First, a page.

Purpose: To present a novel, full-digital protocol for the design and fabrication of implant-supported monolithic translucent zirconia crowns cemented on customized hybrid abutments. Methods: The present retrospective clinical study was based on data from patients who had been treated with single Morse-taper connection implants (Exacone®, Leone Implants, Florence, Italy) and were prosthetically restored with monolithic translucent zirconia crowns, cemented on customized hybrid abutments. The full-digital protocol (SCAN-PLAN-MAKE-DONE®) consisted of 8 phases: (1) intraoral scan of the implant position with scanbody; (2) computer-assisted design (CAD) of the individual abutment (saved as “supplementary abutment design” in external folder) and temporary crown; (3) milling of the individual zirconia abutment and of the temporary polymethyl-methacrylate (PMMA) crown, with extraoral cementation of the zirconia abutment on the relative titanium bonding base, to generate an individual hybrid abutment; (4) clinical application of the individual hybrid abutment and cementation of the temporary PMMA crown; (5) two months later, intraoral scan of the individual hybrid abutment in position; (6) CAD of the final crown with margin line design on the previously saved “supplementary abutment design”, superimposed on the second scan of the abutment in position; (7) milling of the final crown in monolithic translucent zirconia, sintering, and characterization; and (8) clinical application of the final crown. All patients were followed for a period of 1 year. The primary outcomes of this study were the marginal adaptation of the final crown (checked clinically and radiographically), the quality of occlusal and interproximal contact points at delivery, and the aesthetic integration; the secondary outcomes were the 1-year survival and success of the implant-supported restoration. An implant-supported restoration was considered successful in the absence of any biological or prosthetic complication, during the entire follow-up period. Results: In total, 25 patients (12 males, 13 females; 26–74 years of age; mean age 51.1 ± 13.3 years) who had been restored with 40 implant-supported monolithic translucent zirconia crowns were included in this study. At delivery, the marginal adaptation was perfect for all crowns. However, there were occlusal issues (2/40 crowns: 5%), interproximal issues (1/40 crowns: 2.5%), and aesthetic issues (1/40 crowns: 2.5%). The overall incidence of issues at delivery was therefore 10% (4/40 crowns). At 1 year, one implant failed; thus the survival of the restorations was 97.5% (39/40 crowns in function). Among the surviving implant-supported restorations, three experienced complications (one loss of connection between the hybrid abutment and the implant, one decementation of the zirconia abutment, and one decementation of the zirconia crown). The success of restorations amounted to 92.4%. Conclusions: The restoration of single Morse-taper connection implants with monolithic translucent zirconia crowns cemented on customized hybrid abutments via the novel SCAN-PLAN-MAKE-DONE® full-digital protocol seems to represent a reliable treatment option. However, further studies on a larger number of patients and dealing with different prosthetic restorations (such as implant-supported fixed partial prostheses) are needed to confirm the validity of this protocol. Full article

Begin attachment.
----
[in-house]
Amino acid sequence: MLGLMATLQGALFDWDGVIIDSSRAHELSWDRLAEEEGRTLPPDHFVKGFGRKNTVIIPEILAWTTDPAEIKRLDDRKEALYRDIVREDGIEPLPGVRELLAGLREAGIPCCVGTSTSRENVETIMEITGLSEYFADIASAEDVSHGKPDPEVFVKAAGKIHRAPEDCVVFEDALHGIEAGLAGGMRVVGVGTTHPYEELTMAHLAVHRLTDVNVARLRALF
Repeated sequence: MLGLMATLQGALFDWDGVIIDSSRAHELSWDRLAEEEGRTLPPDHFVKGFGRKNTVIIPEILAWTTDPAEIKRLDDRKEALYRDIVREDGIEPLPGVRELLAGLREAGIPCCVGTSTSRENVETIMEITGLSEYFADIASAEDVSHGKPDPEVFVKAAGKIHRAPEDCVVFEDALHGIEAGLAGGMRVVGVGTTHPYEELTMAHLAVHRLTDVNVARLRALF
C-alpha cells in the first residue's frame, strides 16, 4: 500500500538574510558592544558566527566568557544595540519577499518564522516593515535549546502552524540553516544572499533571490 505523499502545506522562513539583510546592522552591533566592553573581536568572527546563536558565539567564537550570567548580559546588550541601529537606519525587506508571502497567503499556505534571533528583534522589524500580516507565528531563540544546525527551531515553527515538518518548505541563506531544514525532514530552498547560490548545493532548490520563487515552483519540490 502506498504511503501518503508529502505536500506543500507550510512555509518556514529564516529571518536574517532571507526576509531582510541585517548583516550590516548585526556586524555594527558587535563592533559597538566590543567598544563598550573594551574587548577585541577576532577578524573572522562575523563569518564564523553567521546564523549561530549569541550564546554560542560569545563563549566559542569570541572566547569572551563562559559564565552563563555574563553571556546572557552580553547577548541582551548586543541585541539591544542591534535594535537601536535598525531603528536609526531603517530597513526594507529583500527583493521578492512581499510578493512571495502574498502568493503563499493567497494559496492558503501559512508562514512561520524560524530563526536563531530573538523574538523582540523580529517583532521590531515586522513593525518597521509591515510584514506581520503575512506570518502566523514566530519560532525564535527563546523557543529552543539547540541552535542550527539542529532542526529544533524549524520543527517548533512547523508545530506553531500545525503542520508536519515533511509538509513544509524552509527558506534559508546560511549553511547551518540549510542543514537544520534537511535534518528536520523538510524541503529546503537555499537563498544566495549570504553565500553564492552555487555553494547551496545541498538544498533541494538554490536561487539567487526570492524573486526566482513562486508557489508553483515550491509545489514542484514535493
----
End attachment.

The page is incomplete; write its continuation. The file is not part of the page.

(This article belongs to the Special Issue Digital Dentistry: The Evolution of Dental Care)